Thursday, 1 November 2007

New, improved Grit. Part 2

Well this personal shopping malarky is fun. I get sat down in a super plush room like I might be choosing a bridal gown. Not that I ever have chosen a bridal gown, but if I had done, I imagine that this is the sort of room I'd choose it in.

The room is all red plush curtains and gold loops and thick red carpets and smelly scent. It's even got those gold curvy French-style balloon back chairs you might find in a ladies boudoir, if you ever stumbled into one. In fact it is all so deeply luxurious it has super ego written all over. I think I might have to come and live here, even if it is at the back end of a corridor behind a cardboard sales panel at John Lewis.

Here I meet my personal expert, Mrs Fashionista. Mrs Fashionista is dressed in a bright pink jacket and black trousers. Black and colour together. Can you do that? She looks like some sort of colour coded inmate. For a moment I am not sure about this process. I want to run away.

But Pink Lady Fashionista sees my doubt. Perhaps she sees me taking a step towards the door because she comes over all 'There there' and 'Has it been a long time?' and after five minutes of this treatment I want to sink into the boudoir chair and blub and call her my mum.

Pink Lady Fashionista listens to my tale about how children are all woe and hard work and about not having showered properly for seven years yet alone tried on a skirt, and she blithely suggests it'll all be made better and brighter with a new top. Then she thrusts Vogue at me and is off to track down some clothes to try on.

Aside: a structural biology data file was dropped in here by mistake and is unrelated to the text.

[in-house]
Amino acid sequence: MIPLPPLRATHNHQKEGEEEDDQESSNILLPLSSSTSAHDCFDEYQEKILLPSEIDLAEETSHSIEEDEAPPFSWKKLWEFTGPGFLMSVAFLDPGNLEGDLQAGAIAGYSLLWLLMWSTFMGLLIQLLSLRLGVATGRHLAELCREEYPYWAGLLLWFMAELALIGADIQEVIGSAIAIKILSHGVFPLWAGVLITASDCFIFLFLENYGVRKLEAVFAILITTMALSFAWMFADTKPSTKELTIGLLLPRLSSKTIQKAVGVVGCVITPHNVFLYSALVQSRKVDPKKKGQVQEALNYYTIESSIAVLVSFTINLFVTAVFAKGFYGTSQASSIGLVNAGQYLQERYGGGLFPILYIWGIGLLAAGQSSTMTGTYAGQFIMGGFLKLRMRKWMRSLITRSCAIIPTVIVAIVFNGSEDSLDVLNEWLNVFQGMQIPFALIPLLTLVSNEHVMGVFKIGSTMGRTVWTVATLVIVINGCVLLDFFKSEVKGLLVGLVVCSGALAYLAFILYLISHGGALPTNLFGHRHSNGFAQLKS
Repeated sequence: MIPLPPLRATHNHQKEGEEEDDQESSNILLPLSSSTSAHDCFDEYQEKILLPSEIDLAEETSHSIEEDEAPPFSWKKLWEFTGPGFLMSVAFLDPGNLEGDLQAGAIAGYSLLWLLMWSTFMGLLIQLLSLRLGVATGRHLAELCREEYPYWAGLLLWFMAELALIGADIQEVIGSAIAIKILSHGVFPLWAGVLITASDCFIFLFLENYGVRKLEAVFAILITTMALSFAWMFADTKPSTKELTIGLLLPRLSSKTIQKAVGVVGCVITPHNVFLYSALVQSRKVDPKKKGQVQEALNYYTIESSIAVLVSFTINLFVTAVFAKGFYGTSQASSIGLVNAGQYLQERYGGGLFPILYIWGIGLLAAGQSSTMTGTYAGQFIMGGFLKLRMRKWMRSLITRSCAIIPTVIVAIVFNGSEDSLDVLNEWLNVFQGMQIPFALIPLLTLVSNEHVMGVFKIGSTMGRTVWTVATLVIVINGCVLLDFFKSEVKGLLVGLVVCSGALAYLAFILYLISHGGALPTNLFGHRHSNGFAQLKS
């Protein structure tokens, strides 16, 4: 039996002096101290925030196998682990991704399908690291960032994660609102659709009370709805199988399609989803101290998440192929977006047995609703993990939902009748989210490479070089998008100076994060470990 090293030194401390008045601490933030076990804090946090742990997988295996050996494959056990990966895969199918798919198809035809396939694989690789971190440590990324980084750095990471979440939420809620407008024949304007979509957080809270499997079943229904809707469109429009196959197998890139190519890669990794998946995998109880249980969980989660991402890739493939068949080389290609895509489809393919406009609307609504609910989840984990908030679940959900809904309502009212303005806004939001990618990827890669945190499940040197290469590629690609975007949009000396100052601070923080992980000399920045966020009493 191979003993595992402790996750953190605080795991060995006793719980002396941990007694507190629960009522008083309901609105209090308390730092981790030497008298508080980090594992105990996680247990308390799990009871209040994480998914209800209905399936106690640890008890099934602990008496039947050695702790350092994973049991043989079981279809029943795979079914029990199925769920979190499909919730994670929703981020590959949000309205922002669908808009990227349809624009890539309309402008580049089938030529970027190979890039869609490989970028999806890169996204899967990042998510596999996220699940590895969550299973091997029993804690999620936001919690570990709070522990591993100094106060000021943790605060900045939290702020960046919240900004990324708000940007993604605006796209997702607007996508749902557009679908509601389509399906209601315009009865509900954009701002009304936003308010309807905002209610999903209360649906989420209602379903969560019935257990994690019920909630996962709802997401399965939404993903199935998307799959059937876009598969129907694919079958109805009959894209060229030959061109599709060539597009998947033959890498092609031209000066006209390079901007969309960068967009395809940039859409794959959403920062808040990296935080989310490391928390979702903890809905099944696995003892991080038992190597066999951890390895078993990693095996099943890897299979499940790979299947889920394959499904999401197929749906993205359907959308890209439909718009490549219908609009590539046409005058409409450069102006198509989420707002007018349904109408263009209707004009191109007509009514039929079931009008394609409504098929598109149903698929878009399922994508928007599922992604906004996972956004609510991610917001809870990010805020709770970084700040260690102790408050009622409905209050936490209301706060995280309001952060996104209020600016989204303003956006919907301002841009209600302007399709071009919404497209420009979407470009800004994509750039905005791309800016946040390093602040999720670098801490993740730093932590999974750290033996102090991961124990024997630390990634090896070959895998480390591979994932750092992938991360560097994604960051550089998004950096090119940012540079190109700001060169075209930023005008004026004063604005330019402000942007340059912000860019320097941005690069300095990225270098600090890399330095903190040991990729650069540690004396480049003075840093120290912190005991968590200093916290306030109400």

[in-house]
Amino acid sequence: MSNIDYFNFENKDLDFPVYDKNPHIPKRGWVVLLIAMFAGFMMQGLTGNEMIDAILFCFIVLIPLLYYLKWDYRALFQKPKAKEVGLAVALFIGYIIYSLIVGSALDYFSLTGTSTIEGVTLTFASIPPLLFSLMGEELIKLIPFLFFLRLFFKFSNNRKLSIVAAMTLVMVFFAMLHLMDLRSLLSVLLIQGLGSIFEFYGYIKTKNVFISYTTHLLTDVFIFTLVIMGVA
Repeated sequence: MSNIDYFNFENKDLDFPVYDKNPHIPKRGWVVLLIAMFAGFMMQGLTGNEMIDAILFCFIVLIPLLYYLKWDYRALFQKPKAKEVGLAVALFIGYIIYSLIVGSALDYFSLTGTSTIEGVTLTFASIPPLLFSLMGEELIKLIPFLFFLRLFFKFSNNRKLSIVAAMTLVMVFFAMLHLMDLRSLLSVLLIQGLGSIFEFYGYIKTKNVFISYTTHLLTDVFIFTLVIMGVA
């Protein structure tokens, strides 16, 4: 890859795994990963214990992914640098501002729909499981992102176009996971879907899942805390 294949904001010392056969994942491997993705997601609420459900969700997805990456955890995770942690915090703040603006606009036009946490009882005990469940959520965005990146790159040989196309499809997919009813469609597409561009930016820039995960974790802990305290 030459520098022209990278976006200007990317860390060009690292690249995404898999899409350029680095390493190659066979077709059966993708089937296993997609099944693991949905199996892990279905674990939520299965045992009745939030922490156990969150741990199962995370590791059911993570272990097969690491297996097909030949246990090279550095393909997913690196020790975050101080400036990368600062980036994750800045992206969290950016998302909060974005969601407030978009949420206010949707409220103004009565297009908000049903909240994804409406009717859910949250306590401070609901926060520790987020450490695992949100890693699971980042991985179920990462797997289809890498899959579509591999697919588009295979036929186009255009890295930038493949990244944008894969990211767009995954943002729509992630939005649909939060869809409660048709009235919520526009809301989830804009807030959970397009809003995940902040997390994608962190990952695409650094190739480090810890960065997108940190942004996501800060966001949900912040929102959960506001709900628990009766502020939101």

The first outfit is hideous and I say I might pewk if she brings it near me again. She says it's not hideous, it's my boobs which are saggy and I need a proper bra, at which point I tell her she's not my mum anymore, now go off and find something else and less of the boob talk. There's nothing wrong with this bra. It cost me £2 in a sale three years ago and I'm sure it was grey and pink when I bought it.

The second outfit makes me look like a heavyweight English pudding. Admittedly when trying on skirts I should take the socks off, but the colour - a deep dark brown - makes me look connected to the earth a bit too closely for my liking.

The third outfit starts with some black jeans. I like black. Black, black and more black. I like it, except when teenagers wear it, and then it is horrible. Black should be reserved for miserable, old ladies like me who like to think it is smart when really it is just black.

The first choice of top to go with the black jeans is lovely, and I like it. It is a subtle dark green thing with sequins. I can feel the inner girl jump out when the sequins sparkle. Because of it I may need to go home and lock myself in the bathroom in a complete restoration and redecoration project.

The second choice of jumper, is horrible. It is bright blue, unless I am colour blind. Anyway, it is vile on me, even when Pink Lady Fashionista says it is lovely, just put a black necklace with it. Grit says No. Pink Lady Fashionista says It'll brighten you up. Grit digs her heels in. I say I don't like it, I'm not wearing it. Pink Lady says Take the blue. Grit says Go and get a second opinion. She does. Tula, the counter assistant, says the black trousers are nice. 'There you are!' cries Pink Lady triumphantly. 'Now take the blue. it'll brighten you up'. At this point, Grit, being a weedy coward, crumbles under the bullying, and thinks I'll wait until Pink Lady's gone home, then slip the horrible vile jumper back to the Returns counter.

So Grit goes home with black jeans that fit, new boots, a green top thing with sparkly sequins, and a satisfied smile. And for once, the total outfit expenditure cost more than my usual budget of £3.50.

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